The graphic above is from the NY Times home page just now. Notice the suggestions that storm predictions were wrong. They were not.
It’s important to note this not only to point out that whomever writes the Times home page does not have a clear understanding of hurricane path prediction, but also important because people living on the West Coast of Florida also did not understand these same concepts and might be in danger because of it.
A meteorologist on CBS-N (don’t recall his name) made a very good point last night about the media reporting on this issue.
The forecasted path of a hurricane is usually represented on maps by a single line with points of time along the line where the hurricane might be.
The cone of the storm’s path is the likely area a storm will affect. It is represented by, just as it sounds, a cone on the map. It is less specific than the single line but is no less important.
Hurricane forecasters have always said the cone of the storm — the area most likely to be hit hardest — was different than the apparent path at any given point in time. The Gulf side of Florida was always included in Irma’s cone. Using that information, residents of the state’s Gulf coast should have been ready to evacuate at a moment’s notice, even if they were not under an evacuation order because early on the storm looked to be heading up the east coast of the state. But western Florida was always considered high risk.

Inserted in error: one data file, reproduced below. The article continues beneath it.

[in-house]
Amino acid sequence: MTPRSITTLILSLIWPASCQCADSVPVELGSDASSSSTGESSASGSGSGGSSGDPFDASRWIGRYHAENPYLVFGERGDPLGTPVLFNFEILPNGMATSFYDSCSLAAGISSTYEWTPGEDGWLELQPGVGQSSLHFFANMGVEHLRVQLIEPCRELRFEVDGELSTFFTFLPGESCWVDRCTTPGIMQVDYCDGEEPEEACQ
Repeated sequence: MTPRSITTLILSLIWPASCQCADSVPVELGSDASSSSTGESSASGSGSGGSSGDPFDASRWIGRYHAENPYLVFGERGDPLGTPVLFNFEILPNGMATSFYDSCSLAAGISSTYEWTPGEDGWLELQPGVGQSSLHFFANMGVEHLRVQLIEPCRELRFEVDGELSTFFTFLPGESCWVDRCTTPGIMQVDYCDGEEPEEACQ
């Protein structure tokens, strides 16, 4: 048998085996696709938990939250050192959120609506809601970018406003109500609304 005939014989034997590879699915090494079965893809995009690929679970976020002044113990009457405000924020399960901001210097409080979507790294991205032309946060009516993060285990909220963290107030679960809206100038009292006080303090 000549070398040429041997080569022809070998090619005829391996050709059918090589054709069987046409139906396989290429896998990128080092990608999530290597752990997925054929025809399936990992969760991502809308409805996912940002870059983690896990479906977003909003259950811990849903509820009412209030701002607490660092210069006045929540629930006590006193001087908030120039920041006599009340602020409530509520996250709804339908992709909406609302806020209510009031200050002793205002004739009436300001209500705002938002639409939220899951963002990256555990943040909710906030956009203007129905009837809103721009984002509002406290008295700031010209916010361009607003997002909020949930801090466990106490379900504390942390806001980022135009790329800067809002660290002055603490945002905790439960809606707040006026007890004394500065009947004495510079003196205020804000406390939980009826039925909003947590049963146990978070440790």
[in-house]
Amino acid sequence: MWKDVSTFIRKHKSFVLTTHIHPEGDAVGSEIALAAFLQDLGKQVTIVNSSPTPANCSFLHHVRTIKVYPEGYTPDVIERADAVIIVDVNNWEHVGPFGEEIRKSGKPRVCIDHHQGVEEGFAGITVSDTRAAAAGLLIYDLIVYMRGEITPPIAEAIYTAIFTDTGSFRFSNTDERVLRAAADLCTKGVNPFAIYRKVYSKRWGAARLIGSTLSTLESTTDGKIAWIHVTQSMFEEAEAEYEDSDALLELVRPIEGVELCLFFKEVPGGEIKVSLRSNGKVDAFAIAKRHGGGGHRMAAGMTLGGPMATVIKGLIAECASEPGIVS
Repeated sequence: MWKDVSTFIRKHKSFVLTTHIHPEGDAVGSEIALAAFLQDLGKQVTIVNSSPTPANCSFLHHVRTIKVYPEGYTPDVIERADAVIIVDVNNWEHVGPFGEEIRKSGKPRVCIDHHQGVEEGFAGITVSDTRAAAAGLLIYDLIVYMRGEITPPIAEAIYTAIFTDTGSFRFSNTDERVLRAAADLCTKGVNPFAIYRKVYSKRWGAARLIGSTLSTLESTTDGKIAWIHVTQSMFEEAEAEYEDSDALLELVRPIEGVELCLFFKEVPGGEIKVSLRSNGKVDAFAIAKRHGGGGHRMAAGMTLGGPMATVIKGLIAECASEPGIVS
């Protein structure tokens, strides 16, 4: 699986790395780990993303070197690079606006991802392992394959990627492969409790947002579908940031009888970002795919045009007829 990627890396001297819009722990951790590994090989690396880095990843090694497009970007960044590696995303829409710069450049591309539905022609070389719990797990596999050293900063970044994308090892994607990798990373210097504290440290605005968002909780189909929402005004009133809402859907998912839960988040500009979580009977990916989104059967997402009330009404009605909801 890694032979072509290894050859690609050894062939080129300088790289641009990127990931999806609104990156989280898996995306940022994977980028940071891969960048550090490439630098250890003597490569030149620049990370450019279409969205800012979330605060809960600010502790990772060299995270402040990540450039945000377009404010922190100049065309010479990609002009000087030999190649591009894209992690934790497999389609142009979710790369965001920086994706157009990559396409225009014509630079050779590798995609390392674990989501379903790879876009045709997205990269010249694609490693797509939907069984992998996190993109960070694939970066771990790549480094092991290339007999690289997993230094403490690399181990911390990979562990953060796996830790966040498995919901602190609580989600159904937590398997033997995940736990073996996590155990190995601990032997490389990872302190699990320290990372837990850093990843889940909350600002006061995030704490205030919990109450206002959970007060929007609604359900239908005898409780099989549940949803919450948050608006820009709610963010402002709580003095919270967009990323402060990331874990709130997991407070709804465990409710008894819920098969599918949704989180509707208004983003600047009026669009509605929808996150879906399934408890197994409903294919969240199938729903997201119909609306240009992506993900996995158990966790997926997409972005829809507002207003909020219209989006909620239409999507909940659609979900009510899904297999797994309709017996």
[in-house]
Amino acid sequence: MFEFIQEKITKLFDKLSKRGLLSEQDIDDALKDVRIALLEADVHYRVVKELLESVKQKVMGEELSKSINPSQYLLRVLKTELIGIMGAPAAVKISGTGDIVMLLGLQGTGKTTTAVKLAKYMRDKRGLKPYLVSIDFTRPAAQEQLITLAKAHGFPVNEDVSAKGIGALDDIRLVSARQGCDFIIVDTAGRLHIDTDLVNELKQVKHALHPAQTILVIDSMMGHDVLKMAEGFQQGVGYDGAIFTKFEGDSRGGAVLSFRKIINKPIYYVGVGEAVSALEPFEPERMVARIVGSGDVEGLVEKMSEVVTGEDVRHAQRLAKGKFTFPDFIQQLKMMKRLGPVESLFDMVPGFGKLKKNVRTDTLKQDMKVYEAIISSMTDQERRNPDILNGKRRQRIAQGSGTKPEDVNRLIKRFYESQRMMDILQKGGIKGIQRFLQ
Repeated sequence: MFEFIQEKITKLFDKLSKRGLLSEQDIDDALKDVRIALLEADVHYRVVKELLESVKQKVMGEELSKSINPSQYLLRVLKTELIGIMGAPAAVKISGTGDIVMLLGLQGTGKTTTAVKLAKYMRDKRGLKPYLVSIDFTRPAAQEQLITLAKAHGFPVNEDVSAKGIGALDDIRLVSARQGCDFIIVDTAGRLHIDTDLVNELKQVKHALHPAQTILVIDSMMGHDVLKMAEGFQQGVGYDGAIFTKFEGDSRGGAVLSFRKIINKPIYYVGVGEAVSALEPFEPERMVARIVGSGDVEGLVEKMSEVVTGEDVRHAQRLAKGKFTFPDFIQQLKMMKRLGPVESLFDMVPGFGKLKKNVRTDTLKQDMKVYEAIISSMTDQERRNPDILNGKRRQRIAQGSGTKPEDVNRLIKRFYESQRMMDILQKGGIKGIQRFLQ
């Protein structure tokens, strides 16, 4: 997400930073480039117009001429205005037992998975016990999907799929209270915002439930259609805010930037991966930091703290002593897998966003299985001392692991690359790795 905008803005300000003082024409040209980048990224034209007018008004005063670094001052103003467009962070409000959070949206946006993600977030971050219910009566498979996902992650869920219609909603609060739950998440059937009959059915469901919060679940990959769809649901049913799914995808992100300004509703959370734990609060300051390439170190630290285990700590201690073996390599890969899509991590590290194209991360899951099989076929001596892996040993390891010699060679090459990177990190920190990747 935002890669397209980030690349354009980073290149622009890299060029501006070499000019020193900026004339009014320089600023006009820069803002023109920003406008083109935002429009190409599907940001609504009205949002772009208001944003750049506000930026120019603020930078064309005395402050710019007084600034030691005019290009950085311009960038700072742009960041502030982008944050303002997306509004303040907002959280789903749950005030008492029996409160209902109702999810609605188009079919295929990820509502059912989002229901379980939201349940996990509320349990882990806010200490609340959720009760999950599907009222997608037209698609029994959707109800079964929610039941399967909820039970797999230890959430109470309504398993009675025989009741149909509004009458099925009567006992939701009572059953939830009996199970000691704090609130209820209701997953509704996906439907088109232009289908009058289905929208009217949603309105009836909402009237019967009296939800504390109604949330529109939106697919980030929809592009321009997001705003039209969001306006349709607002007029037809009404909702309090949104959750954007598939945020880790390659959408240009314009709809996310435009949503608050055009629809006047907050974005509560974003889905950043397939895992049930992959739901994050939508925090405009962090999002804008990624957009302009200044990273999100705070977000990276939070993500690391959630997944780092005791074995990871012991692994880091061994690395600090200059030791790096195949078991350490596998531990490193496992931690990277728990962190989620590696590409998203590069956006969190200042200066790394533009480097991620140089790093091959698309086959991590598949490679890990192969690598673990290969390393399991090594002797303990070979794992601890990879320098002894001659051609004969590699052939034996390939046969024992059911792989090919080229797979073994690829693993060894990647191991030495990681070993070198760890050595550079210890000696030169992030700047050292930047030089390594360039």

The sub-heading on the Times home page both misrepresents the actual storm predictions, but also does a disservice because it reinforces the notion that science is somehow to blame for not knowing the shift of the storm from east to west.
Science had predicted that a hit to the Gulf side was highly possible. Because people did not understand that some people are at additional risk.